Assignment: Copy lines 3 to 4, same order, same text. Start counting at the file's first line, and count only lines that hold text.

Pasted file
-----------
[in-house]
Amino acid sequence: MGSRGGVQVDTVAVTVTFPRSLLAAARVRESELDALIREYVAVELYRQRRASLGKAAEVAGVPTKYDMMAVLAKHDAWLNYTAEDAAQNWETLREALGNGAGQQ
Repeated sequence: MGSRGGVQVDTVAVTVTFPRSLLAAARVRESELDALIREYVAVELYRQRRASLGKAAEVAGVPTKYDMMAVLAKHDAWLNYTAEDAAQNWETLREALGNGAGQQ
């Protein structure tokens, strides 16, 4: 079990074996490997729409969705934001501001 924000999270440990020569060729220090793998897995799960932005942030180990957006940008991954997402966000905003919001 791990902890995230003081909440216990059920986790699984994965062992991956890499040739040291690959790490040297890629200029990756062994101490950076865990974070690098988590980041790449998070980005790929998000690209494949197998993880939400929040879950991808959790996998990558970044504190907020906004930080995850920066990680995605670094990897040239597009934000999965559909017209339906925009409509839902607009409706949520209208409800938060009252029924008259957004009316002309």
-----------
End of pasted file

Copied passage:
Repeated sequence: MGSRGGVQVDTVAVTVTFPRSLLAAARVRESELDALIREYVAVELYRQRRASLGKAAEVAGVPTKYDMMAVLAKHDAWLNYTAEDAAQNWETLREALGNGAGQQ
């Protein structure tokens, strides 16, 4: 079990074996490997729409969705934001501001 924000999270440990020569060729220090793998897995799960932005942030180990957006940008991954997402966000905003919001 791990902890995230003081909440216990059920986790699984994965062992991956890499040739040291690959790490040297890629200029990756062994101490950076865990974070690098988590980041790449998070980005790929998000690209494949197998993880939400929040879950991808959790996998990558970044504190907020906004930080995850920066990680995605670094990897040239597009934000999965559909017209339906925009409509839902607009409706949520209208409800938060009252029924008259957004009316002309």